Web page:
Break from the Pack

By on May 10, 2009
Break from the Pack

The good news is that the recession will end – someday. The bad news is that when it does come to an end, many businesses will be unable to take advantage of the rebound. Reasons why:

  • Many organizations have offered buyouts to senior people, many of whom carry much of the organization’s intellectual property in their heads. Company history and culture are important elements of the organization’s success, and provide employees with behavioral norms and motivation to improve. Long-time employees take this information with them when they leave.
  • Senior leadership in many companies is aging, and many high level leaders are considering or actively planning retirement when the business (and investment) climate improves. If a company has not planned for this contingency and developed an active leadership pipeline, they could be left adrift in the next few years.
  • When times are tough, many organizations cut back on their training and new product development. The return on training investment is sometimes hard to identify, and R&D is expensive. This short-term approach to saving money can come back to bite the company, especially if the new product pipeline is empty when business improves and employees’ customer service and communication skills get rusty.
  • Some businesses choose to “just wait it out” and neglect to actively plan for the time when business improves. They think they can just pick up where they left off before the recession. The fact is that time and technology continue to march on, and without the ability to take advantage of new technology, some organizations will fail even when the overall business climate picks up.

We could go on, but rather than dwell on all the things that could go wrong, it’s more effective to look ahead. Oren Harari, author of Break from the Pack: How to Compete in a Copycat Economy, emphasizes the importance of not only trying to keep up with the competition, but to outstrip them and pull ahead of the pack. Harari offers these suggestions:

  • Build communication within the organization, eliminate silos, and make sure everyone is speaking the same language when it comes to planning and leadership.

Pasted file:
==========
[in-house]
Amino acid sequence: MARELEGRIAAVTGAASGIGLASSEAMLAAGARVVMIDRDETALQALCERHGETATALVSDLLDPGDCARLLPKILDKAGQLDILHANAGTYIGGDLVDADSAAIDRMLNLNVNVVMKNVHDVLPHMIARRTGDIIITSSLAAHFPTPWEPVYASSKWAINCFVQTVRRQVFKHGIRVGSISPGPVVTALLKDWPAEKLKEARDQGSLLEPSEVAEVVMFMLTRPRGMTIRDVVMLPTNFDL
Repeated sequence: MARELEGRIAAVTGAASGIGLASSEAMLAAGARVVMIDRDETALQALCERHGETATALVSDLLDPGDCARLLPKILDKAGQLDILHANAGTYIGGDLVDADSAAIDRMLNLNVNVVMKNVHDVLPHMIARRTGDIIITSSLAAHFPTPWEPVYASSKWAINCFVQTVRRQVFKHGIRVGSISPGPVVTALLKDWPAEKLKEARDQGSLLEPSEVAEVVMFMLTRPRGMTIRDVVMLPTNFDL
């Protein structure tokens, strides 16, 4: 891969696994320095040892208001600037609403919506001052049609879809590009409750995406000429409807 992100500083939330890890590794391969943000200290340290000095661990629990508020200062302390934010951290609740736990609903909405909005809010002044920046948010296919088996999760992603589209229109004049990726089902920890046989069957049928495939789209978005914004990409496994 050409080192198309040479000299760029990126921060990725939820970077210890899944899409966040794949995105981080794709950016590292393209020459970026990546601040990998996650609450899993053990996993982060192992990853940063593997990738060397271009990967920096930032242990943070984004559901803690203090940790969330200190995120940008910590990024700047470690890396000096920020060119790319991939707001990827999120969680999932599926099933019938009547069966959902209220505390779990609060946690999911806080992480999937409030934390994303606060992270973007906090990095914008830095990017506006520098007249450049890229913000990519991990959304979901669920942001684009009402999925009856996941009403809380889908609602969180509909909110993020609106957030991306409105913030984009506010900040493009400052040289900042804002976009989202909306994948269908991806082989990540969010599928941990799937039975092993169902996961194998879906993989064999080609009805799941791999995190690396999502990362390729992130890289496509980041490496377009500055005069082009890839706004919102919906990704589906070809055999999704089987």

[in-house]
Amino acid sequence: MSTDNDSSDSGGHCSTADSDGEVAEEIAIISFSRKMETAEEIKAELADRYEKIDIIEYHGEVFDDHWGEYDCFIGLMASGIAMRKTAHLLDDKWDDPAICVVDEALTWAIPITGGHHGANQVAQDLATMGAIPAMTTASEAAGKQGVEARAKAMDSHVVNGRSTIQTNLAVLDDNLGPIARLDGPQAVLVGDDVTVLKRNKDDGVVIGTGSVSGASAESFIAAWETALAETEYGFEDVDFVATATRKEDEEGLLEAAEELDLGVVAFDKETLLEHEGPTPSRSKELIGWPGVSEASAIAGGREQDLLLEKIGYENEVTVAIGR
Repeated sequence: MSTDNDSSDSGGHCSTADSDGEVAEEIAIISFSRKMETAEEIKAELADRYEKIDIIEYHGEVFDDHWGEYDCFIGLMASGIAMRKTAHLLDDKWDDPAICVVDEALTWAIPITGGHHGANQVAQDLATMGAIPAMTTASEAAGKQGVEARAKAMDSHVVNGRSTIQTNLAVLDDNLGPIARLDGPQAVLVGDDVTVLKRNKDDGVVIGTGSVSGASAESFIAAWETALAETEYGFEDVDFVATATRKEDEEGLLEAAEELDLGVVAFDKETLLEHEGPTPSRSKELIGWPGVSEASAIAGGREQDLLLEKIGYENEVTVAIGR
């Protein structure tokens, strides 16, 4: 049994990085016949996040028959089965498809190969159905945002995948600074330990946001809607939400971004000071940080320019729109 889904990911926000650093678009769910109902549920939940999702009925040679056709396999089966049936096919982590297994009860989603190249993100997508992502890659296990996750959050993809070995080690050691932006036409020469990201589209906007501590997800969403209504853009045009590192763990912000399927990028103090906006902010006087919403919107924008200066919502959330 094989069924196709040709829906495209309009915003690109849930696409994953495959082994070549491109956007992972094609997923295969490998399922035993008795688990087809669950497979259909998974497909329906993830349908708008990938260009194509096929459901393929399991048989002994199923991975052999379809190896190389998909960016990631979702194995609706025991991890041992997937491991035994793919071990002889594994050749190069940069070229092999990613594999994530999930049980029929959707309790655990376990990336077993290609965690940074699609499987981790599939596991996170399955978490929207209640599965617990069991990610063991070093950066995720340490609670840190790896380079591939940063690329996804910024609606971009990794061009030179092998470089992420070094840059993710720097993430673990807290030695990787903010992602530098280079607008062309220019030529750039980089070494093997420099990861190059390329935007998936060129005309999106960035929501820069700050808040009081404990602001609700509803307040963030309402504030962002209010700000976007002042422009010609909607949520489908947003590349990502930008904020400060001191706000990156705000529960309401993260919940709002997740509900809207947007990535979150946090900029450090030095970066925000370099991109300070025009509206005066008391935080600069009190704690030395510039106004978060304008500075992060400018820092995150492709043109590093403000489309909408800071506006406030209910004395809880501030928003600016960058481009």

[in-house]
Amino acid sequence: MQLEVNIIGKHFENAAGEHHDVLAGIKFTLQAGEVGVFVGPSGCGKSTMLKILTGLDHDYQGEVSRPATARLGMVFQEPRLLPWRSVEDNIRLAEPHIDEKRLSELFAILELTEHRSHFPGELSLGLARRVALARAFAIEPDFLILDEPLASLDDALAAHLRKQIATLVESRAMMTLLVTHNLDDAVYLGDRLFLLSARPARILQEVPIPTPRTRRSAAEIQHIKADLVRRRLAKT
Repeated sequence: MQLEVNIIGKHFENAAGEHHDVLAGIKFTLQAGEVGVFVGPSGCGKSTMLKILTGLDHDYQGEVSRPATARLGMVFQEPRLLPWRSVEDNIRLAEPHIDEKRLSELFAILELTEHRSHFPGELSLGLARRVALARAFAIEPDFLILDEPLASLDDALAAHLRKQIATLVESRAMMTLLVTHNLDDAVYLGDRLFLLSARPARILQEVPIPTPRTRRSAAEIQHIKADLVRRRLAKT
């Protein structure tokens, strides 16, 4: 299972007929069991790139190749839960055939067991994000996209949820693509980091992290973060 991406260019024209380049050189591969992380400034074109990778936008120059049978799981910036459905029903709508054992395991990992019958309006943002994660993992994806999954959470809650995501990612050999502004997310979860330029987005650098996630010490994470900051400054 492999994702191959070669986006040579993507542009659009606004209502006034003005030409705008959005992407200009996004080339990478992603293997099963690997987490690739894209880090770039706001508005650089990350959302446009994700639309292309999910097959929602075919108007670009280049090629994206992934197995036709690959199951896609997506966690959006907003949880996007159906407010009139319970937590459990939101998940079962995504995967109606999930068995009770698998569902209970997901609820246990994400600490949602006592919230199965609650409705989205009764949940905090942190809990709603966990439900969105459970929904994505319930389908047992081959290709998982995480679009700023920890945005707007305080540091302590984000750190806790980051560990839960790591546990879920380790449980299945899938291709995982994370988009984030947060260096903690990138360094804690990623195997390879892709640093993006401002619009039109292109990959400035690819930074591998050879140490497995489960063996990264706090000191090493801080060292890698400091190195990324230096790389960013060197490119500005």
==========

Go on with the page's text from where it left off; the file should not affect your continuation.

• Substitute “strategic thinking” for “strategic planning,” and involve as many people from the organization as possible, cutting through management levels.
  • Select and train talented employees and leaders, not to do a job, but to create value. The mark of an effective organization is that job descriptions are dynamic, not written in stone, and that new ideas should be encouraged and rewarded, not shot down.
  • Business talent should be liberated, not managed. The environment should be one of transparency and inclusion, with everyone being held responsible for continuous improvement in methods, systems, and value.

Successful companies in the next 5-10 years will not be the ones with size and physical assets. Success in the next phase will mean having the knowledge, talent, foresight, innovation, speed, mobility, and agility to take on the human and technological challenges that lie ahead.

Contact Barry Schapiro bschapiro@stlcc.edu for more information.

About Barry Schapiro

Barry is the Workforce Solutions Group Practice Leader for Leadership and Professional Development. His experience includes delivery and management of business training in a variety of industries, with specialties in leadership, team development, generational diversity, and customer service. Twitter

Leave a Reply

Your email address will not be published. Required fields are marked *